Now, I’m proud to say, Toyota has stepped up again. On June 26, the company announced a new, $1.35-million donation to the Scholarship Foundation, to be delivered in phases over the next six years. As with all donations to the MCSF, every dollar will be used for scholarships or scholarship program support. This new donation will pay for 200-300 scholarships over the course of six years, depending on the size of each student’s award.
Toyota announced its latest donation at a MCSF dinner held by Gen. Amos and his wife, Bonnie, at their home to thank the Scholarship Foundation for supporting the sons and daughters of Marines.
In accepting Toyota’s donation, Margaret B. Davis, president and CEO of the MCSF, said, “Marine and Navy corpsmen make legendary sacrifices every day. Sending their children to college shouldn’t be one of them. Toyota’s expanded commitment will help ensure that the Scholarship Foundation can continue to award a scholarship to every eligible child who applies.”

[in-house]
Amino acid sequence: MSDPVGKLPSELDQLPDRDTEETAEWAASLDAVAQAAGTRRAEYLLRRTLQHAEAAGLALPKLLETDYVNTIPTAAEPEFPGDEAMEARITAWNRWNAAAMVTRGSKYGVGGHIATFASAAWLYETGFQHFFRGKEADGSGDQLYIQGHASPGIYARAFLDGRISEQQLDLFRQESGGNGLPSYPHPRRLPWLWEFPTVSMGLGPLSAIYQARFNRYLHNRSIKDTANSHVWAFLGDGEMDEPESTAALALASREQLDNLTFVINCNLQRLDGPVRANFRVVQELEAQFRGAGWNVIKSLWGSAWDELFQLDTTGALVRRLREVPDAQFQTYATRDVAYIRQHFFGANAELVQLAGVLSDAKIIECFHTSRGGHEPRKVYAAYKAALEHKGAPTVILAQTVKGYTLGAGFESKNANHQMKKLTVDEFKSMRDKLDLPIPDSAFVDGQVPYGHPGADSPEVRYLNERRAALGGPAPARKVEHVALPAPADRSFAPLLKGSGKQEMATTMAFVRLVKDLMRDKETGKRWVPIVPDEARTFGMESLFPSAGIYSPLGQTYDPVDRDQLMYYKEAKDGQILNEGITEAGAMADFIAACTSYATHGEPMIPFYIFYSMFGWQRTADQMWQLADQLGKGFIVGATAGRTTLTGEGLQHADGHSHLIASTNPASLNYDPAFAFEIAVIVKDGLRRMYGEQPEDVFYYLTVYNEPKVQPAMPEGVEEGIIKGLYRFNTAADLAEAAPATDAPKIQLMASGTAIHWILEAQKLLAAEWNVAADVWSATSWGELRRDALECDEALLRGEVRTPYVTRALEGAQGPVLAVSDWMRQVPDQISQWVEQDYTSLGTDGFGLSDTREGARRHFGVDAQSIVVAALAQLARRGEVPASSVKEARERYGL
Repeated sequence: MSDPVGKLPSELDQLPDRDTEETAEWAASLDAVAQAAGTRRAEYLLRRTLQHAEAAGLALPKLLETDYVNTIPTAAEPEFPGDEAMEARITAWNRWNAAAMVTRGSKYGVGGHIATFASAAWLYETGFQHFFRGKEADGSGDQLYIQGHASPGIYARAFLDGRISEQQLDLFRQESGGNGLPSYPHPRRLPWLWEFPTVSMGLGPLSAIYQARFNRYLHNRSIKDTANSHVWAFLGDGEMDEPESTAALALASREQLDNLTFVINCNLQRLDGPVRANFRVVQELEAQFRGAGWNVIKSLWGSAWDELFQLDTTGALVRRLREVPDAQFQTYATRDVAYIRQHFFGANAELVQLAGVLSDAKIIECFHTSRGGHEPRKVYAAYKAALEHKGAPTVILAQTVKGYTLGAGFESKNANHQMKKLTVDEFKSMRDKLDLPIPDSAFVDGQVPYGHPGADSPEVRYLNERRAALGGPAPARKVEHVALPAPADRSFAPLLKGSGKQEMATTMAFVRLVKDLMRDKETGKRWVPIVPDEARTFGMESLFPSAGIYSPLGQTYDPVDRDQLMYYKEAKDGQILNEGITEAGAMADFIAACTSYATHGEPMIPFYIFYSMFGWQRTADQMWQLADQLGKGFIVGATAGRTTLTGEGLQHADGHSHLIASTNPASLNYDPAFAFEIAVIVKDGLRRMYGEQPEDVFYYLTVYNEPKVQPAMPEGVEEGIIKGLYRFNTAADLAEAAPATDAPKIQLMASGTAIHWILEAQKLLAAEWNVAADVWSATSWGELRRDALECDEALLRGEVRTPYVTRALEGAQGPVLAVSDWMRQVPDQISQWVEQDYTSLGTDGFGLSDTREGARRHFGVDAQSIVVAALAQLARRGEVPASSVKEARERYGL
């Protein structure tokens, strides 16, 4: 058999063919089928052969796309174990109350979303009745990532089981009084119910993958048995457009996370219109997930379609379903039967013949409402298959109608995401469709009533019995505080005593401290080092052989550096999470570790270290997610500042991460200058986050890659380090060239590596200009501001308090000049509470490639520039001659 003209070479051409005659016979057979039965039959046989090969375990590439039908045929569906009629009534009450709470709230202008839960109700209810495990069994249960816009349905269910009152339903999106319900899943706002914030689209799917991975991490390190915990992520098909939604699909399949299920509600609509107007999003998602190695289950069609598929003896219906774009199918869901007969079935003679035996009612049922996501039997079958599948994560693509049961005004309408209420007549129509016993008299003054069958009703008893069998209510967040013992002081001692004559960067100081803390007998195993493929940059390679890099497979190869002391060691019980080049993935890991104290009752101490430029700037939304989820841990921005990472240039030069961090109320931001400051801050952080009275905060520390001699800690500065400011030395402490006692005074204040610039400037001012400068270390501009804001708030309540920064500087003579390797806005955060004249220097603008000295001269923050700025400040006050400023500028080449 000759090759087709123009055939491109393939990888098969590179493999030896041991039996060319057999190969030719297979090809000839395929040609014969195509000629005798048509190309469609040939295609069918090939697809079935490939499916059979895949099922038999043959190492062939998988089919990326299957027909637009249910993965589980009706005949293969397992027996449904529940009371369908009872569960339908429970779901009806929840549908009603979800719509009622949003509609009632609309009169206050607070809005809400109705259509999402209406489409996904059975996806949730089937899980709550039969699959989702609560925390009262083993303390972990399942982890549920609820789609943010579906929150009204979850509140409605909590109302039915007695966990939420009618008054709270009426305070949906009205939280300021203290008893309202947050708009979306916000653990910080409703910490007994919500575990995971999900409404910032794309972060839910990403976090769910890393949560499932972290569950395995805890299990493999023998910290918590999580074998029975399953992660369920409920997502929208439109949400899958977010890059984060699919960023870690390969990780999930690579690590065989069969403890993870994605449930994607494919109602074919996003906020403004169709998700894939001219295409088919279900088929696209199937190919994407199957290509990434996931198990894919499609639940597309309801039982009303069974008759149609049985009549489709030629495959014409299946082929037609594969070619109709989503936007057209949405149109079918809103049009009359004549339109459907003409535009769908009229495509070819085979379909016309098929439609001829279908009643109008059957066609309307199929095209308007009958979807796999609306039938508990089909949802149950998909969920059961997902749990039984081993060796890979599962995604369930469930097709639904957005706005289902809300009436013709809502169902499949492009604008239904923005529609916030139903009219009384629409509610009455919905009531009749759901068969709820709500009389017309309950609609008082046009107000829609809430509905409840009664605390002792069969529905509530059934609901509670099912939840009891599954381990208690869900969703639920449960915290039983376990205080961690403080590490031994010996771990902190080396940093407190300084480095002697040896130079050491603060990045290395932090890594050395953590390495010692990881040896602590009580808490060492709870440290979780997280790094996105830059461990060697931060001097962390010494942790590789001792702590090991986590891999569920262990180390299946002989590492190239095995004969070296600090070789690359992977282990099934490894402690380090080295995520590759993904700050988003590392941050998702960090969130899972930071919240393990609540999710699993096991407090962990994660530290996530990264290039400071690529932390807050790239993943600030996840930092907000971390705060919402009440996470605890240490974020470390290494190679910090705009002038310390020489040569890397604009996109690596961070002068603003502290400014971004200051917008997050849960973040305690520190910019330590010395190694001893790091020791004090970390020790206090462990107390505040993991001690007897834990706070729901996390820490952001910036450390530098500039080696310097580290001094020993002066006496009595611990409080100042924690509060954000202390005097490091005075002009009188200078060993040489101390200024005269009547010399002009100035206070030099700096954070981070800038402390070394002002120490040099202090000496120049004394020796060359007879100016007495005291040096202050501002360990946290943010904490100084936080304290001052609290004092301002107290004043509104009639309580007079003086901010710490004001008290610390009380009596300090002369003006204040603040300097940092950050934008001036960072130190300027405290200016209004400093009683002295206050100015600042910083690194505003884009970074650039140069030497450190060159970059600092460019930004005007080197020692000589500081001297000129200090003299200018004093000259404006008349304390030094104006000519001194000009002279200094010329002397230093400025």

These scholarships are an investment, not only in the children of Marines, but also in the future of the nation. Roughly half of the MCSF recipients are the first person in their families to go to college, and more than three-quarters of them go on to graduate.
Three MCSF scholarship recipients were honored by Toyota during a special event on June 26 aboard the aircraft carrier-museum USS Midway in San Diego to mark the donation.
Scholarship recipient Andrew Coba is the son of Capt. Javier Coba, USMC. When Andrew was three years old, his father came to the United States, enlisted in the Marine Corps and gained his citizenship. Capt. Coba later moved his family to the United States and was commissioned an officer. Andrew credits his father, who has served for 18 years, for his drive to succeed. Both Andrew and his sister Amy, also a Scholarship Foundation scholarship recipient, are working hard to meet the high-bar their father has set.
Scholarship recipients Elleine Sanchez and Ellysa Aquino are the daughters of Gunnery Sgt. Pedro Aquino, USMC. They credit him for their commitment to education and their drive to succeed. Gunnery Sgt. Aquino came to the United States from El Salvador as a young man and enlisted in the Marine Corps after high school. He has served for nearly 20 years, including five combat deployments. He is battling post-traumatic stress and with the support of the Marine Corps Wounded Warrior Battalion has learned to cope with his ailment.